Take note, home consumers and industrialists—these are your new gas prices

Take note, home consumers and industrialists—these are your new gas prices

Take note, home consumers and industrialists—these are your new gas prices:With effect from November 1, 2023, the caretaker government of Pakistan has approved a rise in the cost of natural gas for certain consumer categories. The Petroleum Division’s summary, which was based on the recommendation of the Oil and Gas Regulatory Authority (OGRA), was reexamined by the Federal Cabinet and the Economic Coordination Committee (ECC) prior to the decision being made.

According to the government, the rise in gas prices is required to encourage the economical and sustainable use of this limited resource, maintain the affordability and sustainability of the supply chain, and prevent further debt buildup in the cyclical economy. The depletion of natural gas reserves, depreciation of the rupee, inflation, and the importation of liquefied natural gas (LNG) were also mentioned by the government as contributing factors to the rise in gas prices.

As part of the standby arrangement, the International Monetary Fund has placed a strong emphasis on resolving the shortfall in the circular flow within the gas sector.

On June 2, 2023, OGRA really released its Estimated Revenue Requirements (ERR) for Sui Northern Gas Pipelines Limited (SNGPL) and Sui Southern Gas Company (SSGC) for the fiscal year 2023–2024. This calculation showed that the required income for SNGPL and SSGC were Rs 358 billion and Rs 339 billion, respectively.

As required by Section 8(3) of the OGRA Ordinance 2002, the federal government had to give OGRA instructions to modify consumer gas prices in conformity with government policy. This modification was to be put into effect within 40 days of OGRA’s decision, with effect from July 1, 2022. Unfortunately, no action has been taken on this revision to consumer gas pricing thus far. Due to the delay in price adjustment, the income loss for the July–September 2023 period has already been borne by the Sui firms. This circumstance emphasizes how vital it is to address the financial imbalance.

“The new pricing varies wildly throughout different non-protected slabs. Penalizing only large domestic customers is ineffective and only addresses the symptom of the problem, according to Afia Malik, Senior Research Economist at PIDE.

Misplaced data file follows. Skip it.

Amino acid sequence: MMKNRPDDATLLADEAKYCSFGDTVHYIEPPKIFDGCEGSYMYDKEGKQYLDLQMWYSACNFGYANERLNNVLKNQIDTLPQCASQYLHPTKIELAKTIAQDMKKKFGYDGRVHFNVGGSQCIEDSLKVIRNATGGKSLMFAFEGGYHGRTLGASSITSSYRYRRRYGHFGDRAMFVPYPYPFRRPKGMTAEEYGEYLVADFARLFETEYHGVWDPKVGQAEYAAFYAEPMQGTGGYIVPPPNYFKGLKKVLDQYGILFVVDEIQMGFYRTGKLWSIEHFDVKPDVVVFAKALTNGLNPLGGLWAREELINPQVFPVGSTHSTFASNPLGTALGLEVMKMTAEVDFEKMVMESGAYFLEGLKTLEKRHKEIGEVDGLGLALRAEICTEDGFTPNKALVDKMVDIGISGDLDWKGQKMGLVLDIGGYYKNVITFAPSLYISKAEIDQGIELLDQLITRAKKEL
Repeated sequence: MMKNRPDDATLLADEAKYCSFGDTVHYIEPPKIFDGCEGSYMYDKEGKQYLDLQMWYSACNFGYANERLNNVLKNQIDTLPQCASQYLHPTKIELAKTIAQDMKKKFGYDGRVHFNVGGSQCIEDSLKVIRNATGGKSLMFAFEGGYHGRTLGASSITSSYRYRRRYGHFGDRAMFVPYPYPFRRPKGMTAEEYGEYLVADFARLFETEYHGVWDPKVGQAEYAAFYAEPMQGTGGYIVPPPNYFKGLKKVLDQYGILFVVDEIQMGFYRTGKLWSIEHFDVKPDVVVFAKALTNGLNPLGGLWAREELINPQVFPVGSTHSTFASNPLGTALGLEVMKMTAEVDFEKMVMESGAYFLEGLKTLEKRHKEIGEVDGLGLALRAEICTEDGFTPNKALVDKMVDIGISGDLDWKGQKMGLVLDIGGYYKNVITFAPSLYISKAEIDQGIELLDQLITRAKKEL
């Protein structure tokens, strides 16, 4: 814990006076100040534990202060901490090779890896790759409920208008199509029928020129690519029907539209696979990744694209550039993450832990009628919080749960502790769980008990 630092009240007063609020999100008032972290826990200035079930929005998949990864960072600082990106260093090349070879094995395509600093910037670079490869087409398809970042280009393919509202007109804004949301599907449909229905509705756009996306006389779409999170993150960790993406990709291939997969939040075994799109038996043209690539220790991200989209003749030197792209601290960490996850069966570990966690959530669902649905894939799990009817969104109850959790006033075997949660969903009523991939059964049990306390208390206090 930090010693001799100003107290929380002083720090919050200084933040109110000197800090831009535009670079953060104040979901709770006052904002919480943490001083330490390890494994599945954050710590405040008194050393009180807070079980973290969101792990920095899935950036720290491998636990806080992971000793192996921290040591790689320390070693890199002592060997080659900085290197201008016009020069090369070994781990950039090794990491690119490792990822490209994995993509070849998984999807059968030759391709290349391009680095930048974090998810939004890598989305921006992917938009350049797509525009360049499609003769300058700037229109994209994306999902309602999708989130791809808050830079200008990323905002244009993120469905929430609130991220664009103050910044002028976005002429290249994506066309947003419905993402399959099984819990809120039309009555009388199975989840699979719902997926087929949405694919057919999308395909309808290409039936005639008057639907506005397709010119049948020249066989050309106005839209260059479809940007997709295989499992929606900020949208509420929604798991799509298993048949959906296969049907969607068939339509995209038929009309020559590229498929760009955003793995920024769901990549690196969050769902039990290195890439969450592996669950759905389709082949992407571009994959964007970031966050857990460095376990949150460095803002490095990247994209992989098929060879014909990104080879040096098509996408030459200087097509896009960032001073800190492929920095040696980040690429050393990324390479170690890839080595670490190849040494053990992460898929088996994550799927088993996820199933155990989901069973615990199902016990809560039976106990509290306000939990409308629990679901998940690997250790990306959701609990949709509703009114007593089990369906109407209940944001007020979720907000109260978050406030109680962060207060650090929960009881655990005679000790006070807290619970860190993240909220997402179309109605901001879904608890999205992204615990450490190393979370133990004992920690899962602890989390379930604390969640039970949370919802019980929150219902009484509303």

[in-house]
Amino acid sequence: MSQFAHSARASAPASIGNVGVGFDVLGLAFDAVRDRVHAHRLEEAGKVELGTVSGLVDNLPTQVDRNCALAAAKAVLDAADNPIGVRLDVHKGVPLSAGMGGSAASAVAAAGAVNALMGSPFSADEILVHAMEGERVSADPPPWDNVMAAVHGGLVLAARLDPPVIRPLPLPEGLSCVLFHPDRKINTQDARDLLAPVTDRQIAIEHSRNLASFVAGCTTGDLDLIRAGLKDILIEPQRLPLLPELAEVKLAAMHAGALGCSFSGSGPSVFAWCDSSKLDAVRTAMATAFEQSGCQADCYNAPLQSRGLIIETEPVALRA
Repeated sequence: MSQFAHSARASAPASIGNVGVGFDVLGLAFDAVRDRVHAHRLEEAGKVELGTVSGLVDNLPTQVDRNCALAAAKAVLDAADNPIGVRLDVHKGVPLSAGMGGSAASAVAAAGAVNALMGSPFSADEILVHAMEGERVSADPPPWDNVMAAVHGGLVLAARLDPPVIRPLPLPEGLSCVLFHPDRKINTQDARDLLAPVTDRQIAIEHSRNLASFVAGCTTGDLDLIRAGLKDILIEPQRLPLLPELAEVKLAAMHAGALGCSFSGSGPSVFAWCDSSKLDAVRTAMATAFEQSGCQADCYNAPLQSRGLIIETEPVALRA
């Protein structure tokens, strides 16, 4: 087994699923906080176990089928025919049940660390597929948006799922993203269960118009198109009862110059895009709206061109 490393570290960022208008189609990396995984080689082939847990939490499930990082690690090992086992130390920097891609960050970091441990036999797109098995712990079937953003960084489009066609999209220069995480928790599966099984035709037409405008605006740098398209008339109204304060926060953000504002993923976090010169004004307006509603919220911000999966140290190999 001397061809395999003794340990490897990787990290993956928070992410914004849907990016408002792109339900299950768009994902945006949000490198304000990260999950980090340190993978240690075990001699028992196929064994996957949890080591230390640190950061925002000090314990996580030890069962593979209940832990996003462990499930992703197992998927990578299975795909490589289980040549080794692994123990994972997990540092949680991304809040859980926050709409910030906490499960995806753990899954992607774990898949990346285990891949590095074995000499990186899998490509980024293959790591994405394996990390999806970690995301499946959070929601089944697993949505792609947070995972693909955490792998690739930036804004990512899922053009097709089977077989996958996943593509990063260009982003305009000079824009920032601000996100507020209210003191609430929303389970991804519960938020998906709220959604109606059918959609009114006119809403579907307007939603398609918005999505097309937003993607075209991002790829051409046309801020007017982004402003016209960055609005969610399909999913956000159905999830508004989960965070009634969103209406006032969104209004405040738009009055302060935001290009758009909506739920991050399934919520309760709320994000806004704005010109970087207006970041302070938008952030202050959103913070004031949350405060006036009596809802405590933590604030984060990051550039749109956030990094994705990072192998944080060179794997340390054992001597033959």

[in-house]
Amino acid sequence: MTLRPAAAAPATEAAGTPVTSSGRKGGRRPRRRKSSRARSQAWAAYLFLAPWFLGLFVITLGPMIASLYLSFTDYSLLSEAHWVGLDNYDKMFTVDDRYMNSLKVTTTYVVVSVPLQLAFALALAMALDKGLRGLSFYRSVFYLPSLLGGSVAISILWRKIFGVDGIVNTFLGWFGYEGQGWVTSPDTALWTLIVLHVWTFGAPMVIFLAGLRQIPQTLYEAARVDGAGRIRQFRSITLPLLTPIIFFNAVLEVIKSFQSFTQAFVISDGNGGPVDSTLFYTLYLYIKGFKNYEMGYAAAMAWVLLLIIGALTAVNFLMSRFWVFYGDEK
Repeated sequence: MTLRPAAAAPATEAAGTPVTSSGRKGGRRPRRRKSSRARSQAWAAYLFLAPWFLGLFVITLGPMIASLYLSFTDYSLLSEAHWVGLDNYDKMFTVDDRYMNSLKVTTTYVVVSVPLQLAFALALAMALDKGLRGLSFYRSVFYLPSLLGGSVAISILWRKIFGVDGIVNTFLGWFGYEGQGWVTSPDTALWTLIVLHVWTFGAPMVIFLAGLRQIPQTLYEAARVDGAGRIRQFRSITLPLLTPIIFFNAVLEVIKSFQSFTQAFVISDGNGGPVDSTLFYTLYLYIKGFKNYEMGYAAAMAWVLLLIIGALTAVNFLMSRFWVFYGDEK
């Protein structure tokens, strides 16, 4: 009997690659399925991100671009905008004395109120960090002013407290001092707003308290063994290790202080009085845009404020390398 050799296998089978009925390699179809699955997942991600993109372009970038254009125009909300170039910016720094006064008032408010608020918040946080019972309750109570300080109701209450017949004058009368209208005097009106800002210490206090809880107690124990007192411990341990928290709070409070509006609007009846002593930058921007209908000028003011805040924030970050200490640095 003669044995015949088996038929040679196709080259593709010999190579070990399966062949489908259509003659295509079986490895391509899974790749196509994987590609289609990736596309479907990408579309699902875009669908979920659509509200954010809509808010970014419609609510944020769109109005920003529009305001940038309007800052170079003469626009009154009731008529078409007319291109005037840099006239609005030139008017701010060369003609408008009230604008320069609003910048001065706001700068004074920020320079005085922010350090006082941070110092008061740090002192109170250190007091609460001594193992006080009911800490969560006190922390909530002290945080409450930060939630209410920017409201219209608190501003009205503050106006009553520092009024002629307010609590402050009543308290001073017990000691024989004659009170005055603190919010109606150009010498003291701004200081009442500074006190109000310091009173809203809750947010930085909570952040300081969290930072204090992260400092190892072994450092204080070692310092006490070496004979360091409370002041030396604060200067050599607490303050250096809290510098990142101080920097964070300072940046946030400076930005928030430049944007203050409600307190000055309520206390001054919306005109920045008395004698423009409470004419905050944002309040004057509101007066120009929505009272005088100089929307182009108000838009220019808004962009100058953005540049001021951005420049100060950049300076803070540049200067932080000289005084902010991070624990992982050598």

“There is actual circular debt in the gas industry. It is evident that deregulatory action in the natural gas industry is necessary to solve this urgent problem. on maintain financial viability, tariffs must change on a cost-of-service basis and cross-subsidies and subsidies must be relegated to the past. Cross-sector cross-subsidization has done nothing but promote wasteful use. According to Malik, “pumping natural gas is a luxury that ought to be stopped right away.

Domestic (Residential) Consumers Price to new

The government asserted that by maintaining low or stable pricing, it has safeguarded low-income individuals and companies. For instance, 57% of domestic consumers who fall into the protected category do not see a rise in gas prices. A set monthly fee of Rs. 400 has also been instituted by the government for use up to 0.25 hm3. Additionally, the cost of selling gas supply to roti tandoors is still the same.

For domestic users, the previous and new pricing are displayed in the following table:

Slabs Old Rates (Rs./mmbtu) New Rates (Rs./mmbtu) Fixed monthly charge (Rs.)
Up to 0.25 hm3 200 300 1000
Up to 0.6 hm3 300 600 1000
Up to 1 hm3 400 1,000 1,000
Up to 1.5 hm3 600 1,200 1,000
Up to 2 hm3 800 1,600 2,000
Up to 3 hm3 1,100 3,000 2,000
Up to 4 hm3 2,000 3,500 2,000
Above 4 hm3 3,100 4,000 2,000

Additional Groups

According to the government, in order to provide an even playing field for everybody, the gas rates in the North and South have been rationalized. Through stakeholder consultation, it has also created a Regionally Competitive Energy Tariff (RCET) for export businesses. The government stated that its goals are to promote gas conservation in industries where gas use is inefficient or if alternative fuels are available, as well as to discourage captive usage by export and non-export customers.

The previous and current pricing for various categories are displayed in the table below:

Category Old Rates (Rs./mmbtu) New Rates (Rs./mmbtu)
Bulk 1,600 2,000
Sp. Commercial (Roti Tandoor) 697 Unchanged
Commercial 1,650 3,900
Power (KE, SNPC, EPQL) 1,050
Liberty Power 2,406 3,890
Fertilizer Feed (Engro) $ 0.7/mmbtu 200
Fertilizer Feed (FFBQL) 510 580
Fertiliser Fuel 1,500 1,580
Cement 1,500 4,400
Export Ind. Process 1,100 2,100
Export Ind. Captive 1,100 2,400
Non-Export Ind. Process 1,200 2,200
Non-Export Ind. Captive 1,200 2,500
CNG 1,805 3,600

The cascading consequences

An increase in gas prices strengthens the cash flows of gas utilities and companies engaged in oil and gas exploration. On the other hand, it hurts companies that depend on gas-captive power plants, according to Arif Habib Vice President of Research Rao Aamir Ali. Ali goes on, “In terms of its impact on inflation, it directly contributes to an effect of about 80 basis points.”

What is fixed charges in Sui gas bill?

Regardless of the quantity of gas used, Sui Gas firms frequently charge their customers for both the actual gas consumed (variable rates) and a fixed charge that covers various administrative and operational costs.

What is the difference between LPG and Sui gas?

Cooking times are shortened by the higher calorific value of an LPG flame compared to alternative fuels, such as Sui Gas.

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